Nearly half of those who survive a stroke end up with a permanent disability severe enough that they need help to get through daily life. But a clinical trial testing a new approach to restoring movement to patients paralyzed by stroke is showing some early promise.
If you have been diagnosed with cancer you probably have thought about joining a clinical trial. But if you’re like most patients, you have questions.
Selecting the right trial is not an easy process for those involved. It’s certainly not easy for the patient, who is trying to navigate the complicated decision-making process. It’s not easy for many doctors either.
Immunotherapy — drugs that use your body’s immune system to kill diseases — has become an important tool for treating some types of cancer. And now, people with advanced bladder cancer have an immunotherapy option.
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A drug recently approved to slow the progression of multiple sclerosis (MS) also may help some people in the early stages of the disease to reverse some physical disability, new research suggests.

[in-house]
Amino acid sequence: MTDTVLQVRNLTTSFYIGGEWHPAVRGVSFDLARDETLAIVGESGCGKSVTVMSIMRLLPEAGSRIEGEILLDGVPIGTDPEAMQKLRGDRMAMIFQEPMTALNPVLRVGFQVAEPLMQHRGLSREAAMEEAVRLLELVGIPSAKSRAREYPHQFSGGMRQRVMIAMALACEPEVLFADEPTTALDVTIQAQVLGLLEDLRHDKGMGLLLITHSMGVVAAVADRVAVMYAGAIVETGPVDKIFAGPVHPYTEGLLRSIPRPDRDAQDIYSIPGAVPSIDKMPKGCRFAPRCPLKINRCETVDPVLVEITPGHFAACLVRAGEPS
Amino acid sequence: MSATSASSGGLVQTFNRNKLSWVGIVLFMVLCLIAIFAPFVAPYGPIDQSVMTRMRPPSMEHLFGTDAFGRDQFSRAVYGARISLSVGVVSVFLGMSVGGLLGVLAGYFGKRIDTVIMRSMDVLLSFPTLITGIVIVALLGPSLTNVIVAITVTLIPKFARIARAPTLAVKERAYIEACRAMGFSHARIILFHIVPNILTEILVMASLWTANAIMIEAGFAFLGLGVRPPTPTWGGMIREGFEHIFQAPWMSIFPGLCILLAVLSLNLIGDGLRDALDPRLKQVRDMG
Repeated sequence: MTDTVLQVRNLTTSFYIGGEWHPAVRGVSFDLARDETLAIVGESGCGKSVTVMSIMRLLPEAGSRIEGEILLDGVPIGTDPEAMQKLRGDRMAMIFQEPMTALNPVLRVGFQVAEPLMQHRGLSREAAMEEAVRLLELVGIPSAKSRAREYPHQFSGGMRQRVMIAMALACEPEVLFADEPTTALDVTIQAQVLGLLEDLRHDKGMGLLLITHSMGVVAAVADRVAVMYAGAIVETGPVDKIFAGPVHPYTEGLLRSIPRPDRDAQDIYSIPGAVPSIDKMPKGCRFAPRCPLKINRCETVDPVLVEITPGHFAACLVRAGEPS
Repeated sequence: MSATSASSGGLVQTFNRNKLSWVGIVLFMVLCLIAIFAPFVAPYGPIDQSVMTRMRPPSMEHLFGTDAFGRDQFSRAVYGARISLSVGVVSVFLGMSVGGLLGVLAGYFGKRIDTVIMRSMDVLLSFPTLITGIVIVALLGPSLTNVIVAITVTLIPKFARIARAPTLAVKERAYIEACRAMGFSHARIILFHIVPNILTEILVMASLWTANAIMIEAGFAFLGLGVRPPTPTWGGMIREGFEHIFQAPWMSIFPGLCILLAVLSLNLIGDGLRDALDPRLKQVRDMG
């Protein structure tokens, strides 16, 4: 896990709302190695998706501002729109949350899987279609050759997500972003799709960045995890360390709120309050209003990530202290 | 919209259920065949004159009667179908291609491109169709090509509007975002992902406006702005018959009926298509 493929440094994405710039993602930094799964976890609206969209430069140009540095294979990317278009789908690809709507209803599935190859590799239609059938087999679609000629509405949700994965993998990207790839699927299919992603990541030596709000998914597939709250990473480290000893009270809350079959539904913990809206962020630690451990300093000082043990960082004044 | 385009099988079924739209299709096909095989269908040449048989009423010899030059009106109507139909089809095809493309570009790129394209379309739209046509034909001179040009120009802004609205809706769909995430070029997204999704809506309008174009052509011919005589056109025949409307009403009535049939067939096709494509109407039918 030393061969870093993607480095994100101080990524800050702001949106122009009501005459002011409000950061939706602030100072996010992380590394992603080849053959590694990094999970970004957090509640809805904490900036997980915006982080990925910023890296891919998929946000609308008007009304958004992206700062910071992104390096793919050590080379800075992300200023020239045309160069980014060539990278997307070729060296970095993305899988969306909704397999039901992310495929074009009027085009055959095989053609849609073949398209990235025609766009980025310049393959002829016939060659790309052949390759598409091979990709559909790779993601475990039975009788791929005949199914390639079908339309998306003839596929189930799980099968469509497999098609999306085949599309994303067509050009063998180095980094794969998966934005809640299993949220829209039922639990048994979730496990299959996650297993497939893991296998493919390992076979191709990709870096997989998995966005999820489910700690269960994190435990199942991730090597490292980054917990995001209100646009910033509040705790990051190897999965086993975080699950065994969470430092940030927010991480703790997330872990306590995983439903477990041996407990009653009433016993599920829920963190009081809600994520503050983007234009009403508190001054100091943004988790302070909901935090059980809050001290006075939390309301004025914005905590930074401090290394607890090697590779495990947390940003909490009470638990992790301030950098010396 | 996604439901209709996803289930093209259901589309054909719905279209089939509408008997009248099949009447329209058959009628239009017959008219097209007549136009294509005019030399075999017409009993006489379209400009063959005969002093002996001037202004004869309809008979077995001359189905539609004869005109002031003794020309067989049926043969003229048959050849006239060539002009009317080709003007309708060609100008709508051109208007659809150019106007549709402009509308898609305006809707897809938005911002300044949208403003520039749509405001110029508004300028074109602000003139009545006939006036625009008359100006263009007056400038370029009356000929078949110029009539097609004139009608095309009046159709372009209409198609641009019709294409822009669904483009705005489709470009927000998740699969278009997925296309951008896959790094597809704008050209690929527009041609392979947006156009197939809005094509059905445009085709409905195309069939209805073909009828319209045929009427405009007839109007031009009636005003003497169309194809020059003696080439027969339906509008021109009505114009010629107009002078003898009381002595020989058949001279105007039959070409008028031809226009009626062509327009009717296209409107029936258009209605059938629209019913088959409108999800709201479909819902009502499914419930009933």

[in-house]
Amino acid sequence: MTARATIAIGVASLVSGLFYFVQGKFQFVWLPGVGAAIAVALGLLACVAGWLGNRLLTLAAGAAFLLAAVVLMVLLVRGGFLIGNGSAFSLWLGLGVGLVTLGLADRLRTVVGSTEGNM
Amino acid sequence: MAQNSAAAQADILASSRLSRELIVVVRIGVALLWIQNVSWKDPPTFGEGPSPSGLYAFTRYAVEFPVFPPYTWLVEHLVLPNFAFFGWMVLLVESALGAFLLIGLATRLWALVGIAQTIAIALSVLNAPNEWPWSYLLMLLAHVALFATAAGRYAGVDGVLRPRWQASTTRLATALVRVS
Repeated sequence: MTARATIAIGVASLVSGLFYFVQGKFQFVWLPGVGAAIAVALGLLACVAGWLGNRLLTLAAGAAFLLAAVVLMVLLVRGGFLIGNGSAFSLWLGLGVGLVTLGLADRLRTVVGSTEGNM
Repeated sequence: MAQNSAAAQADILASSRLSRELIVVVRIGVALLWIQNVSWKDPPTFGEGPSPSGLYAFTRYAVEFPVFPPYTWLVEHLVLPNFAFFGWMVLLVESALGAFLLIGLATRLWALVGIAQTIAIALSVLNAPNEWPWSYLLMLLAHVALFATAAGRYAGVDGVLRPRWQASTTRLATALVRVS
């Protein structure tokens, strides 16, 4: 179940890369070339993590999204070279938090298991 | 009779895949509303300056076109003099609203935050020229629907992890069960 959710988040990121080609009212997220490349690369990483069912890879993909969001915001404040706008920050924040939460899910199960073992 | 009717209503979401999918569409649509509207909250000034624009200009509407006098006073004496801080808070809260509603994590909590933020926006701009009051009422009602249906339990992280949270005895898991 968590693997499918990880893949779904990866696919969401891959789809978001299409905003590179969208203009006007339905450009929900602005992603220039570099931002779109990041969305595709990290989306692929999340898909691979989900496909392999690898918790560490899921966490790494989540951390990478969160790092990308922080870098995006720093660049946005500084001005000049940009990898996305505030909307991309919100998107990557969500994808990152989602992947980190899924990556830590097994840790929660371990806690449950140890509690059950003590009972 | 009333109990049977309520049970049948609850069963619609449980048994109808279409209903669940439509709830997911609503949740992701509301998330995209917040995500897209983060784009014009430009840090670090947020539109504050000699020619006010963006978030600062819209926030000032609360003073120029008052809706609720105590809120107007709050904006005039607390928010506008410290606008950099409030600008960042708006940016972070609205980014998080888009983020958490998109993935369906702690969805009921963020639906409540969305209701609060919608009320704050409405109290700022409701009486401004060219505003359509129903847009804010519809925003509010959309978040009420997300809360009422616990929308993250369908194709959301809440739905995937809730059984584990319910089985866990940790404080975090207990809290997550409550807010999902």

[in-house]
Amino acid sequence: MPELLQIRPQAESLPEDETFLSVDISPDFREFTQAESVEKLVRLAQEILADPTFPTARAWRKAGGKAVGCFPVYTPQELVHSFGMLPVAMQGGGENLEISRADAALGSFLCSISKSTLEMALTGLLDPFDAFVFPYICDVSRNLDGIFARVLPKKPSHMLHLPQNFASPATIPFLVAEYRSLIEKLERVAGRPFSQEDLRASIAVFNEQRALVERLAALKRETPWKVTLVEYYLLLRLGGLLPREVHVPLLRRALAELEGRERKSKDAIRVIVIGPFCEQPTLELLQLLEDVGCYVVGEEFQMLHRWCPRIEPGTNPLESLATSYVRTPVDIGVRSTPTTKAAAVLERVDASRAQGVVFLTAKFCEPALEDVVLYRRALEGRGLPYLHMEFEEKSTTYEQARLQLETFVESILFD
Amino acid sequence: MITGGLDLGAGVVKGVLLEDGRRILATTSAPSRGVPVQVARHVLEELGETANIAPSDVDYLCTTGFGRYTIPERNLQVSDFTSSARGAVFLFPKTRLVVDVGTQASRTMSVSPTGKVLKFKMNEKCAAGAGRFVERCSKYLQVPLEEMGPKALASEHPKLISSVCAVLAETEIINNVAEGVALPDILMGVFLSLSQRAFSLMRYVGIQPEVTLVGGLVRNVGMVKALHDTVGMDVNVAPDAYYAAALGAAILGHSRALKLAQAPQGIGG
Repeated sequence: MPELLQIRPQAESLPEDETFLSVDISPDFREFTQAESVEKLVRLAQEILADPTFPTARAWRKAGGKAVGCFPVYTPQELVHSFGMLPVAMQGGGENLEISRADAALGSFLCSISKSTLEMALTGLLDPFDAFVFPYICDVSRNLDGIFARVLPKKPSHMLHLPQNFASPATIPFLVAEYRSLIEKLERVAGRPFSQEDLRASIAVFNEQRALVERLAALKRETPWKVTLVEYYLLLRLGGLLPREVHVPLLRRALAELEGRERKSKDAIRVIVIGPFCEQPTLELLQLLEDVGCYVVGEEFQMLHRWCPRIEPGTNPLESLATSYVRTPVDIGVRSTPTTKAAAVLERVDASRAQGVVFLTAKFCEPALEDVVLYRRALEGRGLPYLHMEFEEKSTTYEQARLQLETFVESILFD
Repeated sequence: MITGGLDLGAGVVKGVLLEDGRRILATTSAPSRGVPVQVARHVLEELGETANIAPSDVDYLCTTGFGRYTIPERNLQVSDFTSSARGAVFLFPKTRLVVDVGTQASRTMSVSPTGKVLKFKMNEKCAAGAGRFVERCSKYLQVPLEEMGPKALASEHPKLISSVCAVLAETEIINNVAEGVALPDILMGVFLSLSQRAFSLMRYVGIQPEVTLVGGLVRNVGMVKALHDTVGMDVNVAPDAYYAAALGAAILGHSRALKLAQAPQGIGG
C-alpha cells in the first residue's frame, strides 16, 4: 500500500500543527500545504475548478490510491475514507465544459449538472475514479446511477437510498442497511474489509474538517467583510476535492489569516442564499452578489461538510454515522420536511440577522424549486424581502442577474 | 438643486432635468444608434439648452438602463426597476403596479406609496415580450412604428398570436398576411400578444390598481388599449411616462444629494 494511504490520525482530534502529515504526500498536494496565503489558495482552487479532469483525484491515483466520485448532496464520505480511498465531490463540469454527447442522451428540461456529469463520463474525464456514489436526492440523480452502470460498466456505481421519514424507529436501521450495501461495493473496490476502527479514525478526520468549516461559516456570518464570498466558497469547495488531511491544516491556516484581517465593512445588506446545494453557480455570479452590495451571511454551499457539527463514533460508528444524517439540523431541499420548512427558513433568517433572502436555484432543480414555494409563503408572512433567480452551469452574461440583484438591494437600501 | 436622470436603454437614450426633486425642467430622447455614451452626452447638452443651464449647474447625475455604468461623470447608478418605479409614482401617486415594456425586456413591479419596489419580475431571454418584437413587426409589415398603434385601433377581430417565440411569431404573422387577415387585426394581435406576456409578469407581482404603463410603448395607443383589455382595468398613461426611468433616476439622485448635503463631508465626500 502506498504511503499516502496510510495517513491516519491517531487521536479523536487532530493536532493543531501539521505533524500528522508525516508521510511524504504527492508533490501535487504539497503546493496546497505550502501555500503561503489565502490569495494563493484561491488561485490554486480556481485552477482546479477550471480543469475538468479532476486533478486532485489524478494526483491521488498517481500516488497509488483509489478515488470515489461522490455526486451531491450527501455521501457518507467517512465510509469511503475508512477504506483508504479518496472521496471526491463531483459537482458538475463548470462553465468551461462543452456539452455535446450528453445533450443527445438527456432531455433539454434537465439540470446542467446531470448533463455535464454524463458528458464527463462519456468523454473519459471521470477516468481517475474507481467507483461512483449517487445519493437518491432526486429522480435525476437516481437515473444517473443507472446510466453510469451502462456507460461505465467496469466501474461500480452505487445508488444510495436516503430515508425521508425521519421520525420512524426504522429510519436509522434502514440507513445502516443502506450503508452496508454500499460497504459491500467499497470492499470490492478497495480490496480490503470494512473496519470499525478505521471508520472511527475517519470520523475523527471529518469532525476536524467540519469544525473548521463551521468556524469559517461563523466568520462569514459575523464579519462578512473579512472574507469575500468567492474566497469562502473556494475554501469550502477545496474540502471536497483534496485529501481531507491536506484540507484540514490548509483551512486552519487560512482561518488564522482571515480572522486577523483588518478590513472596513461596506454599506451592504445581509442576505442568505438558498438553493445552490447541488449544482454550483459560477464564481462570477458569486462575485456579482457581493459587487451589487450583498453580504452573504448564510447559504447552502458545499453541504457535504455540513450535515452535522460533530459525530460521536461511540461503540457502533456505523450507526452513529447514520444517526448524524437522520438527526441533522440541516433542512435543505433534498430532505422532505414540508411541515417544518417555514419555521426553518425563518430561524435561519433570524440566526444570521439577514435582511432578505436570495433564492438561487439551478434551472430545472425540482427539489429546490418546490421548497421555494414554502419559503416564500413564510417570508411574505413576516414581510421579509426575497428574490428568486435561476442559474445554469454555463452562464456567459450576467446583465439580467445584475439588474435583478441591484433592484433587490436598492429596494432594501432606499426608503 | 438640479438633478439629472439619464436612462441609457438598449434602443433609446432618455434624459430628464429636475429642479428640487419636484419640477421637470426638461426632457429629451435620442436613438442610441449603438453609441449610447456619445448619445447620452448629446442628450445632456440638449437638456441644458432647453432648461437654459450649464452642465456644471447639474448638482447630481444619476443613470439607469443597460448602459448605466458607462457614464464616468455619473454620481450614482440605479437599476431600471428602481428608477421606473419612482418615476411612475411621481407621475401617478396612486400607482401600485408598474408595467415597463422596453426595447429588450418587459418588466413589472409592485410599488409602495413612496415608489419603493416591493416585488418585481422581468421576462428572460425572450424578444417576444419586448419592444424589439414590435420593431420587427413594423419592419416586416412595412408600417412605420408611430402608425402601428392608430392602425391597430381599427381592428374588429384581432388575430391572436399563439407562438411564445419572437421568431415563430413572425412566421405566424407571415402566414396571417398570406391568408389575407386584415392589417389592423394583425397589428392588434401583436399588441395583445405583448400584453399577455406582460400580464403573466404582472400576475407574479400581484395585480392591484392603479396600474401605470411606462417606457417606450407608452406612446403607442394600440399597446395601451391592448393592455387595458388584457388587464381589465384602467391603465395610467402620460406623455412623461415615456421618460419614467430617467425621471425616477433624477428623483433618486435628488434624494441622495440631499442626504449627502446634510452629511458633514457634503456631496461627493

People have a lot of misconceptions about cancer clinical research trials. They might think patients mostly take sugar pills instead of receiving actual treatment. Or they may think clinical research studies are only for people who have no other options. Learn the truth.
Thanks to participants in clinical trials, health care providers can save more lives every day and continue to improve national healthcare practice standards.
If you are a cancer patient, has your doctor asked if you would be interested in joining a clinical trial? You might be wondering if you should get involved.
The uncomfortable reality is this: No one knows how long any one person will live, and patients don’t have expiration dates that answer this question.
We have very good treatments for some conditions — but unfortunately, not for all. We need to develop new therapies to help patients who do not achieve the maximum benefit from available drugs. That’s one reason to consider volunteering for a clinical trial.